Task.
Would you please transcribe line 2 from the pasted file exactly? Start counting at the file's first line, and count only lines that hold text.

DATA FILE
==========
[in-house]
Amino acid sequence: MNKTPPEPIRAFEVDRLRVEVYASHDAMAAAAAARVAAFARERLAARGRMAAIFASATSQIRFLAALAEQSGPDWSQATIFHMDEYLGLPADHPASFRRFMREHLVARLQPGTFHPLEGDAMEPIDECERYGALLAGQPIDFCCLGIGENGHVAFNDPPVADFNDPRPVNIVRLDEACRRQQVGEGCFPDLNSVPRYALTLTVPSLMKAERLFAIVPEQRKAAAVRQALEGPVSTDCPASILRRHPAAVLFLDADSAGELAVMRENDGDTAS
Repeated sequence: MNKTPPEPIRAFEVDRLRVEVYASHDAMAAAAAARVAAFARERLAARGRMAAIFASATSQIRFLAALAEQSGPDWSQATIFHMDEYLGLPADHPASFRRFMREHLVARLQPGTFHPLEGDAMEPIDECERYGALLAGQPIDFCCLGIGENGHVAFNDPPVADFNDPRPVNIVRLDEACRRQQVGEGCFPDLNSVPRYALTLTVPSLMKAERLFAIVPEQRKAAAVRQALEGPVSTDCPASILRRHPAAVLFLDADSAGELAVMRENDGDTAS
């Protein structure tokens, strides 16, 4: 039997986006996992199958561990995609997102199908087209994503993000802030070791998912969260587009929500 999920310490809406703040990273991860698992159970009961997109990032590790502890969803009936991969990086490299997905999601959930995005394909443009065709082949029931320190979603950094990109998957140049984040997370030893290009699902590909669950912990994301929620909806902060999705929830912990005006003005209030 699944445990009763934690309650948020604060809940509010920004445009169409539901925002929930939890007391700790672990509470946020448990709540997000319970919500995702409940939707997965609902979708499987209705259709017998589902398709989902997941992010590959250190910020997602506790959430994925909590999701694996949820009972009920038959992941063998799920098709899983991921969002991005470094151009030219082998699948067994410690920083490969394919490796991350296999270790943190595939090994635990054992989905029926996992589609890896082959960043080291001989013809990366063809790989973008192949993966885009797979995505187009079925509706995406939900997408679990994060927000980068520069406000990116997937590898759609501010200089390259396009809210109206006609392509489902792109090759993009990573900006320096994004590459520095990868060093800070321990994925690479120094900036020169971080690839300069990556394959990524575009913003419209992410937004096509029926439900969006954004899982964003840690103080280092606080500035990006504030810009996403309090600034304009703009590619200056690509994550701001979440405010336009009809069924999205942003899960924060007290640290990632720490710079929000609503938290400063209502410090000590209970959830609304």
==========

Amino acid sequence: MNKTPPEPIRAFEVDRLRVEVYASHDAMAAAAAARVAAFARERLAARGRMAAIFASATSQIRFLAALAEQSGPDWSQATIFHMDEYLGLPADHPASFRRFMREHLVARLQPGTFHPLEGDAMEPIDECERYGALLAGQPIDFCCLGIGENGHVAFNDPPVADFNDPRPVNIVRLDEACRRQQVGEGCFPDLNSVPRYALTLTVPSLMKAERLFAIVPEQRKAAAVRQALEGPVSTDCPASILRRHPAAVLFLDADSAGELAVMRENDGDTAS